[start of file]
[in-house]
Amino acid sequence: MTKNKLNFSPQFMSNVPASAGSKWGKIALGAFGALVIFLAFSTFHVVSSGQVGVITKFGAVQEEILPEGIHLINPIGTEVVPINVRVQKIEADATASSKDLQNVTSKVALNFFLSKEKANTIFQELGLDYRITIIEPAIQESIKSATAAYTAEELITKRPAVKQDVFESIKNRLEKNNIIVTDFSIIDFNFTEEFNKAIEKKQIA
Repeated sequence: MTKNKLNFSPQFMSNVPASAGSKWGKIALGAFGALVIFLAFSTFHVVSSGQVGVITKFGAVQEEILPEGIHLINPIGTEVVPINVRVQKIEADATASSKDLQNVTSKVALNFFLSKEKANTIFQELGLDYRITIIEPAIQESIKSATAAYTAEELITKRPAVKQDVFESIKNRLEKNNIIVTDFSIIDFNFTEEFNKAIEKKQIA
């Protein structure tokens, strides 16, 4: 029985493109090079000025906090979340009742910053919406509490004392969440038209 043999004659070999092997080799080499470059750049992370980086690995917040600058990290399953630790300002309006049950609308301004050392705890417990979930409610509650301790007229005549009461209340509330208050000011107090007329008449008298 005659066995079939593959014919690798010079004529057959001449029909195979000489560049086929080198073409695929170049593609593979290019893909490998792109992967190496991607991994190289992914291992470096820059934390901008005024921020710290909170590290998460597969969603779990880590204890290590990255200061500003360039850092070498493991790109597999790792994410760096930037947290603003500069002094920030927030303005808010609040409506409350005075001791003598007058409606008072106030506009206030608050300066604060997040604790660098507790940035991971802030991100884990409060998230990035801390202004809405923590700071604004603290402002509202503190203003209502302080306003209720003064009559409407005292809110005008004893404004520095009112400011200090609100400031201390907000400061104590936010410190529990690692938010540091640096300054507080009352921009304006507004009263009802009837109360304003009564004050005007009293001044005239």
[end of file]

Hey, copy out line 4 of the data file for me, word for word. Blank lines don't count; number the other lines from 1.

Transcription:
């Protein structure tokens, strides 16, 4: 029985493109090079000025906090979340009742910053919406509490004392969440038209 043999004659070999092997080799080499470059750049992370980086690995917040600058990290399953630790300002309006049950609308301004050392705890417990979930409610509650301790007229005549009461209340509330208050000011107090007329008449008298 005659066995079939593959014919690798010079004529057959001449029909195979000489560049086929080198073409695929170049593609593979290019893909490998792109992967190496991607991994190289992914291992470096820059934390901008005024921020710290909170590290998460597969969603779990880590204890290590990255200061500003360039850092070498493991790109597999790792994410760096930037947290603003500069002094920030927030303005808010609040409506409350005075001791003598007058409606008072106030506009206030608050300066604060997040604790660098507790940035991971802030991100884990409060998230990035801390202004809405923590700071604004603290402002509202503190203003209502302080306003209720003064009559409407005292809110005008004893404004520095009112400011200090609100400031201390907000400061104590936010410190529990690692938010540091640096300054507080009352921009304006507004009263009802009837109360304003009564004050005007009293001044005239």